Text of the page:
Acne is a very common skin problem. Inflammation of the skin's hair follicles and oil-producing (sebaceous) glands causes it.
Hair follicles are the tiny structures in the scalp that produce hair. Sebum is produced by sebaceous glands which surround the hair follicles in acne-prone areas. The "pilosebaceous unit," which consists of the sebaceous glands and hair follicles, is where acne pimples and cysts form. Sebum hydrates the hair and skin. Each hair, together with sebum, pushes up through the skin's surface.
Acne frequently appears during puberty. Acne occurs when the sebaceous glands in the skin are overstimulated to produce sebum. These sticky cells clog the hair follicles of the skin, trapping the sebum. The bacteria that normally live in hair follicles multiply as a result of the blocked, oil-filled follicle. As a result, there are inflammation, redness, and pimples (pustules). Acne flare-ups in adolescents are most likely caused by a natural increase in androgen hormones during the adolescent years. These androgens stimulate the sebaceous glands, causing them to produce an excess of sebum. Hereditary factors also play a role in the problem.
The following factors can cause acne:
Drugs such as Lithium Steroids
Poor diet or poor hygiene are not causes of acne. Excessive skin washing can aggravate an acne flare-up.
Acne can lead to :
Whiteheads and blackheads (comedones).
Comedones are enlarged hair follicles that contain sebum. Comedones that have pushed through the skin's surface are what cause blackheads. When exposed to air, sebum turns black. Whiteheads are comedones that have not broken the surface of the skin.
Acne scars (pustules). These are hair follicles that have become inflamed. Bacteria multiply in the follicle, attracting infection-fighting cells. These cause irritation and redness by releasing substances. The follicle then ruptures, allowing the contents to spill into the surrounding skin. This aggravates the inflammation.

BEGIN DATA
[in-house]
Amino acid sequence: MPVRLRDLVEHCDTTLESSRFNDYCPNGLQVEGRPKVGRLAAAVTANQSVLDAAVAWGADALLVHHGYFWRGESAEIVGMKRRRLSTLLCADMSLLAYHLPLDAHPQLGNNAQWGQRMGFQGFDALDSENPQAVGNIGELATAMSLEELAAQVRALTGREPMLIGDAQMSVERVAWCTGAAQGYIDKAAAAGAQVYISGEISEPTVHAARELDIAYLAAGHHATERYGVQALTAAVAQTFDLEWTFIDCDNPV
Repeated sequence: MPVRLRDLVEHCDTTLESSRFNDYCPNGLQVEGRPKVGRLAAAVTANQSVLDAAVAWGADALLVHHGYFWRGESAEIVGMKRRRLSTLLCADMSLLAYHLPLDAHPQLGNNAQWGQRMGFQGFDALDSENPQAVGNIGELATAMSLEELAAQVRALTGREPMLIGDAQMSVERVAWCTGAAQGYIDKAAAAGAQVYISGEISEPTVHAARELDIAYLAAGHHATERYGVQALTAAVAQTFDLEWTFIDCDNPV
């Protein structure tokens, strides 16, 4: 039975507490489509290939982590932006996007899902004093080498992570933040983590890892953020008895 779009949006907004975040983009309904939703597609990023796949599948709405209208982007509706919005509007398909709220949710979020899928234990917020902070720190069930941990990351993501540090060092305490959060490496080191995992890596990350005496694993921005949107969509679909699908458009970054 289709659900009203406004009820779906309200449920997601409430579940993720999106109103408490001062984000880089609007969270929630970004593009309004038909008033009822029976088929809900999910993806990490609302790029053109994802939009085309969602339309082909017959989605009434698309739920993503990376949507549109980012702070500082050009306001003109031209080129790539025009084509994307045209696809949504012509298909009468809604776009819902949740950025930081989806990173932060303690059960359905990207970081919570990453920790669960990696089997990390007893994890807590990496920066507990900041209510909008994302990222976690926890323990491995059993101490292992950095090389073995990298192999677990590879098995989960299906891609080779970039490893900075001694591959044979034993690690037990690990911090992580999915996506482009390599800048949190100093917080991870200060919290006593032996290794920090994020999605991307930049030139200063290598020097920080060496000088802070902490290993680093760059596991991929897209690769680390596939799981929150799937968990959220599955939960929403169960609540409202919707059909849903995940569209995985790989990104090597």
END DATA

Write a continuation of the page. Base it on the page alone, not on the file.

Cysts and nodules These are more serious hair follicle infections. They penetrate the skin deeper, forming firm, deep bumps and swellings. They are caused by an increase in sebum production and bacterial growth, resulting in irritation and redness of the skin.
Acne frequently flares up during the menstrual cycle in both girls and women.
A simple physical examination by your doctor is usually enough to diagnose acne. He or she will examine your face, chest, back, upper arms, and shoulders for acne comedones, pustules, nodules, and cysts.
To identify contributing factors, your doctor will ask you questions about your medical history. You will be questioned about your:
History of menstruation
Hair growth patterns
Acne flare-ups can happen at any age after puberty. They are more common in adolescence.
Acne can never be avoided.
Acne appears in the majority of people. It is a normal part of growing up.
Acne can be treated with the following medications:
Salicylic acid cleanses. This helps in the removal of sebum from comedones.
Gels of benzoyl peroxide. This medication is applied to the skin in the form of a thin film. They become dry and peel the skin. Help in the clearing of clogged hair follicles
Azelaic acid cream. To begin, apply twice daily to clean, dry skin. The frequency can then be reduced to once per day. It usually takes a few weeks for things to improve. It aids in the fight against bacteria and may reduce the formation of comedones.
Tretinoin is a type of antibiotic (Retin-A). This is applied to the skin in the form of a cream, gel, or liquid. It aids in the removal of clogged follicles from the skin by increasing skin cell turnover. Tretinoin makes the skin more sensitive to sunlight, as a result, should be used in conjunction with sunscreen.
Antibiotics. Certain antibiotics can be applied directly to the skin to prevent acne-causing bacteria from multiplying. If these topical treatments fail, oral antibiotics are used to treat acne. These medications, however, may have side effects. They are only available with a prescription. Some antibiotics taken orally have been linked to birth defects.
Oral isotretinoin may be considered in severe cases. This medication has the potential to be extremely effective, but it can also have serious side effects, including severe birth defects. Strict protocols must adhere.
Acne is almost always treatable with medication. However, results may not be visible for several weeks or months. Most topical medications take four to eight weeks to take effect. Tretinoin may produce its best results in three to six months.